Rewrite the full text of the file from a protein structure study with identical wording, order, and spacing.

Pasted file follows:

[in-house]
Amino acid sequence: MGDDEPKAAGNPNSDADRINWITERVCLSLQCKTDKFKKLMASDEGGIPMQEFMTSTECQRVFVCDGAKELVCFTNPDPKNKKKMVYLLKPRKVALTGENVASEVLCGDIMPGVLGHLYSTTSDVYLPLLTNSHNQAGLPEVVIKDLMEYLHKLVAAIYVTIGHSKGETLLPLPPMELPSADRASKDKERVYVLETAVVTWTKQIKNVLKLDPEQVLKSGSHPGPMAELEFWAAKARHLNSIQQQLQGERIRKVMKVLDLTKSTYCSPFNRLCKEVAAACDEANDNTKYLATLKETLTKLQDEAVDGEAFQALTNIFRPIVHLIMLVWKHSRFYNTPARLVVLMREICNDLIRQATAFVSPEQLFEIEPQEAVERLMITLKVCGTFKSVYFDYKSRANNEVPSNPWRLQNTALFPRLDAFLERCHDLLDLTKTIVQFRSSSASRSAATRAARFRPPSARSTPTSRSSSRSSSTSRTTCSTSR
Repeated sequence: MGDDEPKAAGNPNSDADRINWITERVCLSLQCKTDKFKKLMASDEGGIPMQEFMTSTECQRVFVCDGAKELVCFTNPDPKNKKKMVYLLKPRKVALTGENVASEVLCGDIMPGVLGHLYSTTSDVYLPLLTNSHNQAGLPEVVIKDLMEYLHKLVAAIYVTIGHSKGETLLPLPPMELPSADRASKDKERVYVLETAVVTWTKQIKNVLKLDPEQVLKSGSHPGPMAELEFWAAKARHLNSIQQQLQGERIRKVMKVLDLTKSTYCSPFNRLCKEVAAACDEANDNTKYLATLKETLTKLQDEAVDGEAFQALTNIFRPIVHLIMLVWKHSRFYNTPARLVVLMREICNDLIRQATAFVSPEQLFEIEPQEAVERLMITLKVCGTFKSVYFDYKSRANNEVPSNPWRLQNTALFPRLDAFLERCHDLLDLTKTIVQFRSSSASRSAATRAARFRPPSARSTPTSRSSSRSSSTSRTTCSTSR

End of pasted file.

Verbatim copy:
[in-house]
Amino acid sequence: MGDDEPKAAGNPNSDADRINWITERVCLSLQCKTDKFKKLMASDEGGIPMQEFMTSTECQRVFVCDGAKELVCFTNPDPKNKKKMVYLLKPRKVALTGENVASEVLCGDIMPGVLGHLYSTTSDVYLPLLTNSHNQAGLPEVVIKDLMEYLHKLVAAIYVTIGHSKGETLLPLPPMELPSADRASKDKERVYVLETAVVTWTKQIKNVLKLDPEQVLKSGSHPGPMAELEFWAAKARHLNSIQQQLQGERIRKVMKVLDLTKSTYCSPFNRLCKEVAAACDEANDNTKYLATLKETLTKLQDEAVDGEAFQALTNIFRPIVHLIMLVWKHSRFYNTPARLVVLMREICNDLIRQATAFVSPEQLFEIEPQEAVERLMITLKVCGTFKSVYFDYKSRANNEVPSNPWRLQNTALFPRLDAFLERCHDLLDLTKTIVQFRSSSASRSAATRAARFRPPSARSTPTSRSSSRSSSTSRTTCSTSR
Repeated sequence: MGDDEPKAAGNPNSDADRINWITERVCLSLQCKTDKFKKLMASDEGGIPMQEFMTSTECQRVFVCDGAKELVCFTNPDPKNKKKMVYLLKPRKVALTGENVASEVLCGDIMPGVLGHLYSTTSDVYLPLLTNSHNQAGLPEVVIKDLMEYLHKLVAAIYVTIGHSKGETLLPLPPMELPSADRASKDKERVYVLETAVVTWTKQIKNVLKLDPEQVLKSGSHPGPMAELEFWAAKARHLNSIQQQLQGERIRKVMKVLDLTKSTYCSPFNRLCKEVAAACDEANDNTKYLATLKETLTKLQDEAVDGEAFQALTNIFRPIVHLIMLVWKHSRFYNTPARLVVLMREICNDLIRQATAFVSPEQLFEIEPQEAVERLMITLKVCGTFKSVYFDYKSRANNEVPSNPWRLQNTALFPRLDAFLERCHDLLDLTKTIVQFRSSSASRSAATRAARFRPPSARSTPTSRSSSRSSSTSRTTCSTSR